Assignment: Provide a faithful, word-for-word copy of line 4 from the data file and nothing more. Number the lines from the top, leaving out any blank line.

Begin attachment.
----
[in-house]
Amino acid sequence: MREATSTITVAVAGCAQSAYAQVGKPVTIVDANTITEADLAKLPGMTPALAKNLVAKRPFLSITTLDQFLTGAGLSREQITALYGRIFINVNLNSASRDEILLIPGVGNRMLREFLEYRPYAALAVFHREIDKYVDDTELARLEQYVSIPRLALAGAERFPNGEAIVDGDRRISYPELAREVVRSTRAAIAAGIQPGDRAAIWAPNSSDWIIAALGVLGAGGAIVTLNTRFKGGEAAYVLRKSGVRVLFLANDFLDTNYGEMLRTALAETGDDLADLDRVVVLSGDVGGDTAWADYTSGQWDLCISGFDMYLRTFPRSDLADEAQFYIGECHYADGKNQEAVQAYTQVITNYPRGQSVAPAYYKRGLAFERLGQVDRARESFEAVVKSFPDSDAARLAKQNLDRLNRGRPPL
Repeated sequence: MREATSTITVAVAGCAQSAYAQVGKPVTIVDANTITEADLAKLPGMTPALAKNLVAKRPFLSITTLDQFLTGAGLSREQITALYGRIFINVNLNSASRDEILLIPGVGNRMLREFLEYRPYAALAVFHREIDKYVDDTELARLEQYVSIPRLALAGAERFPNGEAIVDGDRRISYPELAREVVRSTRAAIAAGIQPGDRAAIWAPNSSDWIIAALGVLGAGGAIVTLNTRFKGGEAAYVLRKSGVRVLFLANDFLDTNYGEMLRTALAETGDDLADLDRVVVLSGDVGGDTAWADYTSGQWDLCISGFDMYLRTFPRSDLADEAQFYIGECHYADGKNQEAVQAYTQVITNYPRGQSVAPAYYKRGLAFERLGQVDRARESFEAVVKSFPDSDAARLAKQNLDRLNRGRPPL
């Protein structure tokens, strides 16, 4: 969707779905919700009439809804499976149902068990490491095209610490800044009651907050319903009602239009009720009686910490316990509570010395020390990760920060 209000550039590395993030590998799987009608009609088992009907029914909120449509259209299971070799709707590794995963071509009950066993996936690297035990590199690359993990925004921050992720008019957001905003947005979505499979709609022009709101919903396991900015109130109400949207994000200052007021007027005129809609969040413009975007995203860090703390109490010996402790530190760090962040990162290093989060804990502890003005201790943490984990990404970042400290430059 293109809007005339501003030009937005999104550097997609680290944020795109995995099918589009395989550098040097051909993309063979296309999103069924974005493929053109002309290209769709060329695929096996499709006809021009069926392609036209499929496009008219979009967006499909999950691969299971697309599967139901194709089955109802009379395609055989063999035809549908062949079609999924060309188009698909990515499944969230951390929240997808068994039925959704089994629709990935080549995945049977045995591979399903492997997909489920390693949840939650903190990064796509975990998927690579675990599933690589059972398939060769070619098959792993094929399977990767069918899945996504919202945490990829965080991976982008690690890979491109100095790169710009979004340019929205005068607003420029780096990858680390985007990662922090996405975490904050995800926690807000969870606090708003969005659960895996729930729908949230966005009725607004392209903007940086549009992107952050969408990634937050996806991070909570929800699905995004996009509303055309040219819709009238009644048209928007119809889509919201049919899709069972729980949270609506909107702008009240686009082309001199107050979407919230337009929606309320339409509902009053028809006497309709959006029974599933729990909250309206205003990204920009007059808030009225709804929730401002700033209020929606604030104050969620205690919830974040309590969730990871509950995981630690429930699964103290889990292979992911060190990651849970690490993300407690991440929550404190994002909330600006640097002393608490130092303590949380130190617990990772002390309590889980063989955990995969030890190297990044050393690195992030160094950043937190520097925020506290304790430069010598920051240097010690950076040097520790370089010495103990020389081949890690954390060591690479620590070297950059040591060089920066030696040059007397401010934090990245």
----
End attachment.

């Protein structure tokens, strides 16, 4: 969707779905919700009439809804499976149902068990490491095209610490800044009651907050319903009602239009009720009686910490316990509570010395020390990760920060 209000550039590395993030590998799987009608009609088992009907029914909120449509259209299971070799709707590794995963071509009950066993996936690297035990590199690359993990925004921050992720008019957001905003947005979505499979709609022009709101919903396991900015109130109400949207994000200052007021007027005129809609969040413009975007995203860090703390109490010996402790530190760090962040990162290093989060804990502890003005201790943490984990990404970042400290430059 293109809007005339501003030009937005999104550097997609680290944020795109995995099918589009395989550098040097051909993309063979296309999103069924974005493929053109002309290209769709060329695929096996499709006809021009069926392609036209499929496009008219979009967006499909999950691969299971697309599967139901194709089955109802009379395609055989063999035809549908062949079609999924060309188009698909990515499944969230951390929240997808068994039925959704089994629709990935080549995945049977045995591979399903492997997909489920390693949840939650903190990064796509975990998927690579675990599933690589059972398939060769070619098959792993094929399977990767069918899945996504919202945490990829965080991976982008690690890979491109100095790169710009979004340019929205005068607003420029780096990858680390985007990662922090996405975490904050995800926690807000969870606090708003969005659960895996729930729908949230966005009725607004392209903007940086549009992107952050969408990634937050996806991070909570929800699905995004996009509303055309040219819709009238009644048209928007119809889509919201049919899709069972729980949270609506909107702008009240686009082309001199107050979407919230337009929606309320339409509902009053028809006497309709959006029974599933729990909250309206205003990204920009007059808030009225709804929730401002700033209020929606604030104050969620205690919830974040309590969730990871509950995981630690429930699964103290889990292979992911060190990651849970690490993300407690991440929550404190994002909330600006640097002393608490130092303590949380130190617990990772002390309590889980063989955990995969030890190297990044050393690195992030160094950043937190520097925020506290304790430069010598920051240097010690950076040097520790370089010495103990020389081949890690954390060591690479620590070297950059040591060089920066030696040059007397401010934090990245």